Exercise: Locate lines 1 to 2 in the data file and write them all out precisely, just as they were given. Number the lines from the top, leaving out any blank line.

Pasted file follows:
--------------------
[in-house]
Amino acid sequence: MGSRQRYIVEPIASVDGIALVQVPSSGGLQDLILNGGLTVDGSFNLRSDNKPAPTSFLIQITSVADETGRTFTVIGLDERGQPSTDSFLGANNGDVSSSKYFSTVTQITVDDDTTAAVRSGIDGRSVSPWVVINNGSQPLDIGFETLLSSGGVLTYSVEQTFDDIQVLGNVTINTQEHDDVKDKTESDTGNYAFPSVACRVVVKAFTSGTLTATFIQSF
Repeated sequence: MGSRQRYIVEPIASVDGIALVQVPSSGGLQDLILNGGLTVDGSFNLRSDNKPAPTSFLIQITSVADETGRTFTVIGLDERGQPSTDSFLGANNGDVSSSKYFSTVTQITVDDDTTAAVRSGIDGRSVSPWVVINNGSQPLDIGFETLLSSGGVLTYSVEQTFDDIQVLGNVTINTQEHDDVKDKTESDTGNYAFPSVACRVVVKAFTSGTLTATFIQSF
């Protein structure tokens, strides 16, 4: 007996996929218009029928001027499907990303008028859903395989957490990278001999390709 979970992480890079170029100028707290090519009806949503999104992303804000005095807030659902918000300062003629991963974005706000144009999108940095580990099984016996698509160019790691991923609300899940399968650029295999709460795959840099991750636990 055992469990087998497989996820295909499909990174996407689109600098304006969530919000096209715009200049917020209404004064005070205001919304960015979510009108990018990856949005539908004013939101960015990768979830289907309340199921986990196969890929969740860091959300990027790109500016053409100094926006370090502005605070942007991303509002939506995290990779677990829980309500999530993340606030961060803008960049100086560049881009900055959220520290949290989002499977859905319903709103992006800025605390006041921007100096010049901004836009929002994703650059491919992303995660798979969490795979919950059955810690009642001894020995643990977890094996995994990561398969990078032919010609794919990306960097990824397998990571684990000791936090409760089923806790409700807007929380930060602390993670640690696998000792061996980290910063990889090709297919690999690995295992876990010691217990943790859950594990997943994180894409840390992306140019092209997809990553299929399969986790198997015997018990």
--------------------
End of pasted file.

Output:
[in-house]
Amino acid sequence: MGSRQRYIVEPIASVDGIALVQVPSSGGLQDLILNGGLTVDGSFNLRSDNKPAPTSFLIQITSVADETGRTFTVIGLDERGQPSTDSFLGANNGDVSSSKYFSTVTQITVDDDTTAAVRSGIDGRSVSPWVVINNGSQPLDIGFETLLSSGGVLTYSVEQTFDDIQVLGNVTINTQEHDDVKDKTESDTGNYAFPSVACRVVVKAFTSGTLTATFIQSF